At the beginning of 2017 the Institute received the papers of Daniel Rey Piuma. Not a well-known name, but certainly a life marked by the military dictatorships established in Latin America in the 1970s. As a conscript, Rey Piuma, born in 1958 in Montevideo, the capital of Uruguay, was assigned to work for the intelligence service of the Uruguayan navy.
In 1976, in Argentina, Jorge Videla came to power in a violent coup that deposed Isabel Perón. During the subsequent reign of terror by the military junta, it was customary, after torturing political opponents, to drop them dead or alive from airplanes into the La Plata River and the Atlantic Ocean. Many bodies were washed ashore near Montevideo in neighbouring Uruguay. The regime in Uruguay worked closely with the Argentinian dictatorship. The corpses washed ashore were extensively photographed and documented by the intelligence service though.
Piuma decided to make this unique secret material public, and after being betrayed he only narrowly managed to escape to Brazil. Concealed in the clothes he wore during his escape were a large quantity of microfilms and other material. In Brazil he continued to fear for his life, and in 1980 he fled to the Netherlands with the help of a Dutch delegation led by Liesbeth den Uyl, the wife of the former prime minister.
Piuma settled in Amsterdam, trained as a graphic designer, and worked for many years at the municipal printing house there.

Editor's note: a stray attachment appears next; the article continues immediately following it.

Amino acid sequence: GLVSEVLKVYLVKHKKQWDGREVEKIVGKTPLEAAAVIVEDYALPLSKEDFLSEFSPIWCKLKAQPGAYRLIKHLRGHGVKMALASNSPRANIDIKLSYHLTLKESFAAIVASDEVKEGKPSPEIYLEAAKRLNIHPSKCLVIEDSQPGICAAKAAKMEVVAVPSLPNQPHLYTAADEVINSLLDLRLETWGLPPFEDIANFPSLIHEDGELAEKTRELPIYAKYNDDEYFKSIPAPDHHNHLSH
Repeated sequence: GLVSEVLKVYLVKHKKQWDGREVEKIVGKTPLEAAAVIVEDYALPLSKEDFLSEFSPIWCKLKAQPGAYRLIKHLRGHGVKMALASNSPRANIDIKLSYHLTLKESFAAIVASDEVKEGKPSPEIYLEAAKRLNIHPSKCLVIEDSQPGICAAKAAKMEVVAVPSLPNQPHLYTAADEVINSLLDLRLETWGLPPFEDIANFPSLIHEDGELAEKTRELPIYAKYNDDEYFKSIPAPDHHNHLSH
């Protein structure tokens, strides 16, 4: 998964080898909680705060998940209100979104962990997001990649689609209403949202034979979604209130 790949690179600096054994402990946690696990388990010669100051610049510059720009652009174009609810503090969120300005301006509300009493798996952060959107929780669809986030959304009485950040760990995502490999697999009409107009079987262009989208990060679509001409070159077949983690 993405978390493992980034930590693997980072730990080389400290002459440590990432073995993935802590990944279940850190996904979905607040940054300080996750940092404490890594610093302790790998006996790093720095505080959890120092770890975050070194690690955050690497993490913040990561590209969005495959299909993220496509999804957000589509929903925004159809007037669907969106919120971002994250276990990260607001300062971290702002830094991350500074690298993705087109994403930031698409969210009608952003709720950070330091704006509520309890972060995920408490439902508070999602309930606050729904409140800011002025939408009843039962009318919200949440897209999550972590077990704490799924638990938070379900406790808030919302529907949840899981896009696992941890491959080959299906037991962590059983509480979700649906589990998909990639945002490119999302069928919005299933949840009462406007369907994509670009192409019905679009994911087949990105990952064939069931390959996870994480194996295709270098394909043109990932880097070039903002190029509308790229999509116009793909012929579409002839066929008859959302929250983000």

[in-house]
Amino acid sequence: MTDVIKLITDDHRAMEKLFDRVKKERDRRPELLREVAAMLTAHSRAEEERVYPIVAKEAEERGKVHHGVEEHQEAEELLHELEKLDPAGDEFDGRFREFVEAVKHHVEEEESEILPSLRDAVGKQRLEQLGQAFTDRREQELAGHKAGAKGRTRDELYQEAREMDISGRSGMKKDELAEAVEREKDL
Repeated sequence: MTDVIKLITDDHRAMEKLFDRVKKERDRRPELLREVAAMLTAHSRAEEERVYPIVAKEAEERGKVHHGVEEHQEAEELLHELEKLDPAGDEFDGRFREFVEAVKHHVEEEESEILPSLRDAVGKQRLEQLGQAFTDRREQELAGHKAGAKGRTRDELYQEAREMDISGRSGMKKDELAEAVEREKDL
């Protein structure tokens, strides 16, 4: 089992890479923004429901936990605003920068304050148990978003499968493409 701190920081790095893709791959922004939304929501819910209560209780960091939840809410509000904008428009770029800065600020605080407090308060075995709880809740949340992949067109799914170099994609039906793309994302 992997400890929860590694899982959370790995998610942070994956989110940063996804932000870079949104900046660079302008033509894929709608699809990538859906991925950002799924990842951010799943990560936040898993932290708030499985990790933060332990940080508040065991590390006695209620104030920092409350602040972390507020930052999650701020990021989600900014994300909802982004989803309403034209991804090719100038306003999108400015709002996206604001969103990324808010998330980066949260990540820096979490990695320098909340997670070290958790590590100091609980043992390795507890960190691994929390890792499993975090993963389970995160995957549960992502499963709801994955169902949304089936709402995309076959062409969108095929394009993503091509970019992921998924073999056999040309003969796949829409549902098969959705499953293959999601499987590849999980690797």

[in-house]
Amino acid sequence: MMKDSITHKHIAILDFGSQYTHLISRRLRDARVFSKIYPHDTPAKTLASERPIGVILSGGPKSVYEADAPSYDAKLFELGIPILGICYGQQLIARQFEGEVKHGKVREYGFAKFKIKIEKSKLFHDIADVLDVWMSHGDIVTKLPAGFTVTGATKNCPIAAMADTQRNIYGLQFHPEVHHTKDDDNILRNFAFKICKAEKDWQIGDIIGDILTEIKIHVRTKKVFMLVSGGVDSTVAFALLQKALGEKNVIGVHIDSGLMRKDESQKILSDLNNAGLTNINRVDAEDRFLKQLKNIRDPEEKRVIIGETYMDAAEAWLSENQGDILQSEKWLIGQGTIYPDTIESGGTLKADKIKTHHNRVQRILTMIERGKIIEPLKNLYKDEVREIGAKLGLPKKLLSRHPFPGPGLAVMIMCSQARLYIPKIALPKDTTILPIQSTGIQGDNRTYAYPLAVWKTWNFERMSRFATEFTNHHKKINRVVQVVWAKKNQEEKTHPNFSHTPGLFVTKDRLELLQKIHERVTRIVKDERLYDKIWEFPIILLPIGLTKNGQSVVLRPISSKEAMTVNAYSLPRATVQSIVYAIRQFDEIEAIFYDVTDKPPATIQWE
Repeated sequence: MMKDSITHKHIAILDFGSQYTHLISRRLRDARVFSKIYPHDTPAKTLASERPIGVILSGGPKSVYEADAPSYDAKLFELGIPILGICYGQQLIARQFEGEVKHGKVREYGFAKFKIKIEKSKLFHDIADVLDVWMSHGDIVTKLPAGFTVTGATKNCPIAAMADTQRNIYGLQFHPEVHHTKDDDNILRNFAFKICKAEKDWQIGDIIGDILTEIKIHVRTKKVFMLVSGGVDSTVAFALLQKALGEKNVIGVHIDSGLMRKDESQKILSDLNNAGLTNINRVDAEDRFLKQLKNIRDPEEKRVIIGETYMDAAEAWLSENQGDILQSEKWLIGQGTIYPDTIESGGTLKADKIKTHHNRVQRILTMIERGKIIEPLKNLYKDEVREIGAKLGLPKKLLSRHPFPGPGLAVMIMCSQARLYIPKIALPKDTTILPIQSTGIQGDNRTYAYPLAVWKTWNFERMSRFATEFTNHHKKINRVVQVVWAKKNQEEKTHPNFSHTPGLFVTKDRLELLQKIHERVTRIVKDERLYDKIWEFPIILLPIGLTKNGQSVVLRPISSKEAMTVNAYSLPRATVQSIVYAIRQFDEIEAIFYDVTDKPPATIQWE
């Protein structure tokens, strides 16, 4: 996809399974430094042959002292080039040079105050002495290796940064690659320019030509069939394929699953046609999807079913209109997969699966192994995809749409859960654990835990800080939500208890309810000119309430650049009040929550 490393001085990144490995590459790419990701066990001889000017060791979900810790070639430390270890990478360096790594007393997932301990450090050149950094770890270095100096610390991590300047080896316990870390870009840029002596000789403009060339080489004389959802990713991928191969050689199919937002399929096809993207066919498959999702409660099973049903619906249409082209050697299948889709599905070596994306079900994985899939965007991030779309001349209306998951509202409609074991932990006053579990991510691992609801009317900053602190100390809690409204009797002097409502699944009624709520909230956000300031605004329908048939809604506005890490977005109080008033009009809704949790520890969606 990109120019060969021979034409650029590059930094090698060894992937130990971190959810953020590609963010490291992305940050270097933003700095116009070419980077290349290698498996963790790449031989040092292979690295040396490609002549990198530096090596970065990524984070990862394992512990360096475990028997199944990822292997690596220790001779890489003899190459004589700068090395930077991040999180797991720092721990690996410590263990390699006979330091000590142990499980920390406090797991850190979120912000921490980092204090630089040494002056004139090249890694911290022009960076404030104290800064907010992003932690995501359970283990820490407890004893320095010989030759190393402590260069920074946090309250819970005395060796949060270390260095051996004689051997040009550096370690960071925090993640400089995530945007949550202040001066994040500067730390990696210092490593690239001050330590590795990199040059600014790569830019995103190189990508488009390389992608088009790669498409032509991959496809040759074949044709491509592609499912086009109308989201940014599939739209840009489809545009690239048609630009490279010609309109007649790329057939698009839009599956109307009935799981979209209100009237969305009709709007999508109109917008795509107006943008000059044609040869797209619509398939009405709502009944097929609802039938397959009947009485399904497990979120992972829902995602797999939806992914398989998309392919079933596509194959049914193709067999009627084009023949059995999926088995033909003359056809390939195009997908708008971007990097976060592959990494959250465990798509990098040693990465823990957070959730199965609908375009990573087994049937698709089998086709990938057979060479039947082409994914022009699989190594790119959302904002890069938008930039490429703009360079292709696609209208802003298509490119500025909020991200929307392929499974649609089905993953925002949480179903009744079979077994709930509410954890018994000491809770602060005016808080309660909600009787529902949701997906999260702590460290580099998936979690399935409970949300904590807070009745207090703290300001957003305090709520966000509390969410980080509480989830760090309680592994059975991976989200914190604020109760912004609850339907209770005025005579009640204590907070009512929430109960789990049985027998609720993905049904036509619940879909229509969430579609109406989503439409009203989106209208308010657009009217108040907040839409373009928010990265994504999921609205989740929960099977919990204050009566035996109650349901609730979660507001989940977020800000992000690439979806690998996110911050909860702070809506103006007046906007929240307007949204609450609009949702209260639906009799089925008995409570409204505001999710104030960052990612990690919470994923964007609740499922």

However, Piuma wanted to publicize his story and draw attention to the unique evidence he had smuggled out of Argentina. Eventually, in 2012, he would tell his story to an Argentinian court, handing out photographs of the victims as well as documents about secret torture sites, thus contributing to the truth being exposed.
Piuma was in the news when, on the eve of the wedding in 2002 between Prince Willem-Alexander and Máxima Zorreguieta, he protested on Dam Square in Amsterdam. He held up a placard denouncing the crimes of the Argentinian military dictatorship and the years of silence that followed. Piuma was arrested, his home searched, and his computer seized. He was tried for insulting the crown prince and his wife.
Daniel Rey Piuma died in Amsterdam on 21 August 2016 after a short illness.
His widow donated his papers to the Institute. They contain correspondence and other documents relating to the torture practices in Argentina, to the evidence smuggled out by Piuma, and to the various occasions on which Piuma had an opportunity to tell his story.
The photograph was taken from http://www.konfrontatie.nl/blog/node/1039